Innovations in Algae Cultivation

$4,500,000

Colorado School of Mines

Golden, CO

Algal Productivity Enhancements by Rapid Screening and Selection of Improved Biomass and Lipid Producing Phototrophs (APEX)

$3,936,302

University of Illinois at Urbana-Champaign

Champaign, IL

Improving the Productivity and Performance of Large-Scale Integrated Algal Systems for Wastewater Treatment and Biofuel Production

$3,011,601

Arizona State University

Tempe, AZ

Decision-Model Supported Algal Cultivation Process Enhancement

$3,500,000

Topic Area 2: Biomass Component Variability and Feedstock Conversion Interface

Montana State University

Bozeman, MT

Enhanced Feedstock Characterization and Modeling to Facilitate Optimal Preprocessing and Deconstruction of Corn Stover

$1,300,000

University of Wisconsin-Madison

Madison, WI

WIFT: Single-pass, Weather Independent Fractionation Technology for Improved Property Control of Corn Stover Feedstock

$1,248,748

University of Kentucky

Lexington, KY

Sulfur Profiling in Pine Residues and Its Impact on Thermochemical Conversion

$1,641,922

University of South Carolina

North Charleston, SC

Polymer Products from Lignin Through De-aromatization and COOH Functionalization

$879,000

Purdue University

West Lafayette, IN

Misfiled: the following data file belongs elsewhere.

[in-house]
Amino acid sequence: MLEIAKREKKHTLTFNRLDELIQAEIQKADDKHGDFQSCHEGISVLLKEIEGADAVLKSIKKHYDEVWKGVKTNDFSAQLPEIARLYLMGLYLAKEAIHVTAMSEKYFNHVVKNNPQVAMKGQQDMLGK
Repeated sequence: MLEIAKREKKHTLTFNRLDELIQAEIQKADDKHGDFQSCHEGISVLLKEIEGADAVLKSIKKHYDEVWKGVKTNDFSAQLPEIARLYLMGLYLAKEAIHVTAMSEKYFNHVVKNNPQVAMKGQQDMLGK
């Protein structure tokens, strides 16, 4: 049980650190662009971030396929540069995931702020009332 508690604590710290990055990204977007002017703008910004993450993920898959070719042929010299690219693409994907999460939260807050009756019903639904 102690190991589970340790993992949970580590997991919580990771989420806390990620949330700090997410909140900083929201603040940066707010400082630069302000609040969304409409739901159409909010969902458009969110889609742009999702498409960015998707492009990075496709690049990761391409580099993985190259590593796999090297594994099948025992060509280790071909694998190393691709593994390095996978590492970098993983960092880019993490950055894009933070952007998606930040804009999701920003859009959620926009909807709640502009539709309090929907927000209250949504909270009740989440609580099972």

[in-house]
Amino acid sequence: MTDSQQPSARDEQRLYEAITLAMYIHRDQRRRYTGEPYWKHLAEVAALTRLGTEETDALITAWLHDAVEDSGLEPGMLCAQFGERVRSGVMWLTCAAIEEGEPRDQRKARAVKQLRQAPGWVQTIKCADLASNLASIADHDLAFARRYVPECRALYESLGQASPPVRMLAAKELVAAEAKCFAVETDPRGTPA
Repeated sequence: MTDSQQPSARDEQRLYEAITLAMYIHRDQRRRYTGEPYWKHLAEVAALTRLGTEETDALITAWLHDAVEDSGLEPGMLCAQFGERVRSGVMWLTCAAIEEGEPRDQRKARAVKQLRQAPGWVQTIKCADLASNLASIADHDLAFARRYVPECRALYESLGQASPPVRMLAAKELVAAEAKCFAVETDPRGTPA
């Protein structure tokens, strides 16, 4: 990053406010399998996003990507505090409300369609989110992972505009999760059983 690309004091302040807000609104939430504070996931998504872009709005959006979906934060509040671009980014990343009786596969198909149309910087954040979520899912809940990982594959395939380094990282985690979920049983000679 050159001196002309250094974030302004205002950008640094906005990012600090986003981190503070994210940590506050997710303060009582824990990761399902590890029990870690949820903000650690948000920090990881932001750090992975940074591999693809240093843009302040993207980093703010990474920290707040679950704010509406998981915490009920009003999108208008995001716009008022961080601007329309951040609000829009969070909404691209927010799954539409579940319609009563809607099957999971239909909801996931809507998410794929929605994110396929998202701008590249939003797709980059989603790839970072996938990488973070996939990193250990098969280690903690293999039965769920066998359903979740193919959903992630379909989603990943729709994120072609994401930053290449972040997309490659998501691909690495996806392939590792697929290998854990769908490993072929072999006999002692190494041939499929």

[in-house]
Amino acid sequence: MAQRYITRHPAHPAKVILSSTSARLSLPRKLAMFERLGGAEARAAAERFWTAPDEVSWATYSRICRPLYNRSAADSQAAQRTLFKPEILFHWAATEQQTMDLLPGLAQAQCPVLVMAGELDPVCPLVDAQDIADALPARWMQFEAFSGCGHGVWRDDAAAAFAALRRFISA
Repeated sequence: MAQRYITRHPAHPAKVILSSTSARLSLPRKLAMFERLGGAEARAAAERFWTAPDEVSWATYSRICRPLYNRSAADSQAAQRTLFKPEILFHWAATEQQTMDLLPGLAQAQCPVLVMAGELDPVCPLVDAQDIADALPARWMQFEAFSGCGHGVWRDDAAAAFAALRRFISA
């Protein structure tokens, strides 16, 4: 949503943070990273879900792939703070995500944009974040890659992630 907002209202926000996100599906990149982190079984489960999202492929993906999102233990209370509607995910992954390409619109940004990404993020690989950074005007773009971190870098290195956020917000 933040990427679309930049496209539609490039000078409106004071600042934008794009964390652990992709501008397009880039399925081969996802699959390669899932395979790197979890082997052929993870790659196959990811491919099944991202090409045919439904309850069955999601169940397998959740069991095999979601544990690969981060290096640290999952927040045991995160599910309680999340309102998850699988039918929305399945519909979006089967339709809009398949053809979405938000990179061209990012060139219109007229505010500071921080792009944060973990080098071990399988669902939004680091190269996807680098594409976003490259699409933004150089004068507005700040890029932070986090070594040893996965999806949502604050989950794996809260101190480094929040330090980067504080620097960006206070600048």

Modeling Feedstock Performance and Conversion Operations

$1,378,384

University of Georgia

Athens, GA

Machine Learning Based Modeling Framework to Relate Biomass Tissue Properties With Handling And Conversion Performances

$1,451,342

Penn State University

University Park, PA

Characterization of Mechanical Biomass Particle-Particle and Particle-Wall Interactions

$707,323

Topic Area 3: Efficient Wood Heaters

MF Fire Inc.

Baltimore, MD

Swirl Stove: Swirling Combustion for Efficient Wood Burning

$998,937

ISB Marketing

South Bend, IL

Automated Wood Stove UFEC23

$1,019,252

MF Fire Inc.

Baltimore, MD

Fire MAPS - Secure Performance Monitoring and User Alerts System

$989,644

Topic Area 4: Systems Research of Advanced Hydrocarbon Biofuel Technologies

T2C-Energy, LLC

Pinellas Park, FL

TRIFTS Catalytic Conversion of Biogas to Drop-in Renewable Diesel Fuel

$2,327,759

OxEon Energy LLC

North Salt Lake, UT

Production of Liquid Hydrocarbons from Biomass Generated Carbon Dioxide